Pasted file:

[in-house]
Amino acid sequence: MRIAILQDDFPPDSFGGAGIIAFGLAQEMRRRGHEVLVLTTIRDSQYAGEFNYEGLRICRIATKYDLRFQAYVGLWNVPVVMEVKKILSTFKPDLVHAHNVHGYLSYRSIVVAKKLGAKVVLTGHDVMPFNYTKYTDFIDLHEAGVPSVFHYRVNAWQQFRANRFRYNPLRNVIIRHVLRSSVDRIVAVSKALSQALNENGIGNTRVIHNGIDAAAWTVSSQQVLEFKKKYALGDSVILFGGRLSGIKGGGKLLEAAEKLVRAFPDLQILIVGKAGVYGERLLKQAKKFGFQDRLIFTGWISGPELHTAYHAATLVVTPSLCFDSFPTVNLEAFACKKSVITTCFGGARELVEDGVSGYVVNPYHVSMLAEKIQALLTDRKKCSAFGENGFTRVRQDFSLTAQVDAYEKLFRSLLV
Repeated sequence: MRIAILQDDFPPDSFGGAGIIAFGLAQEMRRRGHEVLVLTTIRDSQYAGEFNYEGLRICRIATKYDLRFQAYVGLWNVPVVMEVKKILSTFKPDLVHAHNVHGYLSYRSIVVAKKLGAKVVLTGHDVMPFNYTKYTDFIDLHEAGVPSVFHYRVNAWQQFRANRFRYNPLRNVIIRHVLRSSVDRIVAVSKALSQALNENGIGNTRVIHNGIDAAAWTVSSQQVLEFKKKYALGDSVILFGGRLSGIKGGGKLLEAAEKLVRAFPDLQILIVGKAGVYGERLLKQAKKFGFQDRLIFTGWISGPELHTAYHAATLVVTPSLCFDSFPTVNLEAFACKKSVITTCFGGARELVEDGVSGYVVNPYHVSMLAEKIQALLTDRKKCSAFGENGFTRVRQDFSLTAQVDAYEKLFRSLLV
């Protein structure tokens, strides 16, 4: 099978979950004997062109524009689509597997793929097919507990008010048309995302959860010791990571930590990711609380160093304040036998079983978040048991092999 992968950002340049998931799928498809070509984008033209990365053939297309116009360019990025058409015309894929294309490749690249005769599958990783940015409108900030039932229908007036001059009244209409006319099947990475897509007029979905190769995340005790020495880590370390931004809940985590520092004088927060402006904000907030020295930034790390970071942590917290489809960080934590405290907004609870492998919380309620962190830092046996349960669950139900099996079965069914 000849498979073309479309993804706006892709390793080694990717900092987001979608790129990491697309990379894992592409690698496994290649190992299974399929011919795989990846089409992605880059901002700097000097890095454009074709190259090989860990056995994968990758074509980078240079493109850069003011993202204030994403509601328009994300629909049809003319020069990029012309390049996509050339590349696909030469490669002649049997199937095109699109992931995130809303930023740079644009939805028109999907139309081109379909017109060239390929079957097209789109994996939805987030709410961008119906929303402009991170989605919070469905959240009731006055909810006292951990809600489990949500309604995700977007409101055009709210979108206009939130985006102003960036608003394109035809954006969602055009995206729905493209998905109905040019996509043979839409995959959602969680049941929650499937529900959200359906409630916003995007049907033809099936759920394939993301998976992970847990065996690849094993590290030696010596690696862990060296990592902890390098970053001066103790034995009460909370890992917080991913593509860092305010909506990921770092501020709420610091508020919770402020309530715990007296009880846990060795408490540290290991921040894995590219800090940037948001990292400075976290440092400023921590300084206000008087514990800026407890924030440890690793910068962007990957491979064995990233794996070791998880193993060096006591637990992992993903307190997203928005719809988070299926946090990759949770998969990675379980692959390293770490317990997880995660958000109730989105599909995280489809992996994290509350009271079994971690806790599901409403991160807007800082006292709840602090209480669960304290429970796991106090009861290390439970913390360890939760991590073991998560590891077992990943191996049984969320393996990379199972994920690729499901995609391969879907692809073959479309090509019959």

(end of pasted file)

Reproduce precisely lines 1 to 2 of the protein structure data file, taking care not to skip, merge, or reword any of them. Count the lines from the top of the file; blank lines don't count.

[in-house]
Amino acid sequence: MRIAILQDDFPPDSFGGAGIIAFGLAQEMRRRGHEVLVLTTIRDSQYAGEFNYEGLRICRIATKYDLRFQAYVGLWNVPVVMEVKKILSTFKPDLVHAHNVHGYLSYRSIVVAKKLGAKVVLTGHDVMPFNYTKYTDFIDLHEAGVPSVFHYRVNAWQQFRANRFRYNPLRNVIIRHVLRSSVDRIVAVSKALSQALNENGIGNTRVIHNGIDAAAWTVSSQQVLEFKKKYALGDSVILFGGRLSGIKGGGKLLEAAEKLVRAFPDLQILIVGKAGVYGERLLKQAKKFGFQDRLIFTGWISGPELHTAYHAATLVVTPSLCFDSFPTVNLEAFACKKSVITTCFGGARELVEDGVSGYVVNPYHVSMLAEKIQALLTDRKKCSAFGENGFTRVRQDFSLTAQVDAYEKLFRSLLV